We were about 4 hours into our drive but had not yet reached the main attraction. So once again we hopped back into the car and continued the drive towards the Heritage Listed 12 Apostles. Today there are not quite 12 Apostles, I counted about 5, but there is an information office explaining their formation and a wooden walkway that lets you get the best view. The signage explained that the protrusions of the cliff edge you see now will become the ‘Apostles’ of the future as the ocean continues to erode them. Maybe there will be 12 again one day.

The 12 Apostles

The 12 Apostles

The 12 Apostles

The area here was surprisingly touristy considering how empty the road to get here had been. A helicopter company offers scenic tours from above, 4 were in action at the same time at one point. The 12 Apostles are just the start of a number of stunning natural sights along this stretch of coast. You can pull up at unspoilt coves, caves and unique rock formations – I loved London Arch (formerly known as London Bridge before it’s connection to the mainland collapsed.)

London Arch

London Arch

If we didn’t already have plans to see friends we would have arranged to stay at one of the lux beach houses nestled in the hills along the coast and taken our time in the beautiful region. For those on a tighter budget I liked the look of the graffiti decorated Wicked campervans we passed on the road with surfboards attached to the roof. But if you are short on time like we were and don’t mind a long ride, a trip to the Great Ocean Road from Melbourne is definitely possible in a day, and what a day that proved to be.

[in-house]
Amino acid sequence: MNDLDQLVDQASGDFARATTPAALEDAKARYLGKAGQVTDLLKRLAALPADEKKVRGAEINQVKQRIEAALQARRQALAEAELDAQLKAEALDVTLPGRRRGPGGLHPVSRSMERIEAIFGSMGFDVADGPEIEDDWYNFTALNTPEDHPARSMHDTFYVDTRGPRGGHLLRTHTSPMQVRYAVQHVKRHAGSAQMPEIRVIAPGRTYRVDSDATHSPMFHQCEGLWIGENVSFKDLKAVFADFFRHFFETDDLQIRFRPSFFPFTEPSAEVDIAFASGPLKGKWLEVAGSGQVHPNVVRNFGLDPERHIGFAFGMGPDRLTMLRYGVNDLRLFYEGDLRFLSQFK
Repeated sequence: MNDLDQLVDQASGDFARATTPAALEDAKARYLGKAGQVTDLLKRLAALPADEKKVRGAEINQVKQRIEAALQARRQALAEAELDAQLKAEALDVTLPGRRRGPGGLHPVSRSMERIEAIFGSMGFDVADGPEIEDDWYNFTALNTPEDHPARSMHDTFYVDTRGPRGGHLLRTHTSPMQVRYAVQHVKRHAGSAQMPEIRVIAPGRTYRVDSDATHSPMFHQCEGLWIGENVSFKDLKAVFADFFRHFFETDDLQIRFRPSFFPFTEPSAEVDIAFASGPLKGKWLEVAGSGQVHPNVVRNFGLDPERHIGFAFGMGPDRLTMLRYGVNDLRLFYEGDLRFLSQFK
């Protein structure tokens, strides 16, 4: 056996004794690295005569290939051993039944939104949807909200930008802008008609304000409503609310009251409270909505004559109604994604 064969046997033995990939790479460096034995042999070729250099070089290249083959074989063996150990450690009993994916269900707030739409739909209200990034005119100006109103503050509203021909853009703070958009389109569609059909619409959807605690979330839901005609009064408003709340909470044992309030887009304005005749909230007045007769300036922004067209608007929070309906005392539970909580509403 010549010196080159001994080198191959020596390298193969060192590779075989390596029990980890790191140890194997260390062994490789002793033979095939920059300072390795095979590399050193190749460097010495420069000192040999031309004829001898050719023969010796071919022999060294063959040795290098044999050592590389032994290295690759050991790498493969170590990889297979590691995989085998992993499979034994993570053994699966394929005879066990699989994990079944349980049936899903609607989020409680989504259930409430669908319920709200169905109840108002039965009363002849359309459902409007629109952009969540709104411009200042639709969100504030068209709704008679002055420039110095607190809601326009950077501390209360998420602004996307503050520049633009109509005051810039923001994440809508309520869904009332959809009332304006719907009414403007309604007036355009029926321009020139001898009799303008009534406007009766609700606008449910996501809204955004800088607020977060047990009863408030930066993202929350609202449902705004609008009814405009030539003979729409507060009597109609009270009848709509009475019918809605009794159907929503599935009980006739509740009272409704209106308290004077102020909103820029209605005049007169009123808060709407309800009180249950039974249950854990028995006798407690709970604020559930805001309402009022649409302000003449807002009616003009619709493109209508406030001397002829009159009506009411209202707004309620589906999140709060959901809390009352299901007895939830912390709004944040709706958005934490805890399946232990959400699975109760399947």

The Grotto

The Grotto

For more advice on planning a trip to the Great Ocean Road check out visitmelbourne.com.

About Author

I'm a full time blogger with a passion for travel and interiors. A travel blogger for 12+ years, I took a course on interior styling during the pandemic when travel was not an option. I now run 2 Instagram accounts - @jayneytravels, which covers authentic, affordable luxury escapes and @ourtravelhome which is all about decorating our new build home with a modern rustic style.

7 Comments

  • Great Ocean Road
    January 15, 2013 at 5:34 am

    Sorry you didn’t have a chance to stay longer. Did you try the iPhone App to help with your trip? http://bit.ly/gor-iphone-app

    Reply
    • Jayne
      January 17, 2013 at 10:28 am

      We did! We used it at home before setting off and loved the tips about places to stop along the way 🙂

      Reply
  • Amanda @ Farsickness
    January 15, 2013 at 9:57 am

    Lovely photos! The Great Ocean Road is on my “must see very soon” list and this post made me want to be there, like, NOW 🙂

    Reply
    • Jayne
      January 17, 2013 at 10:28 am

      Thanks – hope you make it there soon 🙂

      Reply
  • Elle of Solo Female Nomad
    January 17, 2013 at 9:14 am

    I never ended up doing the Great Ocean Road, wish I had after seeing these photos!

    Reply
    • Jayne
      January 17, 2013 at 10:27 am

      I was so glad we did, we weren’t sure we would have time but it was so worth it!

      Reply
  • John
    January 19, 2013 at 10:42 pm

    This looks great. Have not yet done the great ocean road. I do agree with you about Melbourne though. It’s my favourtie city in Australia.

    Reply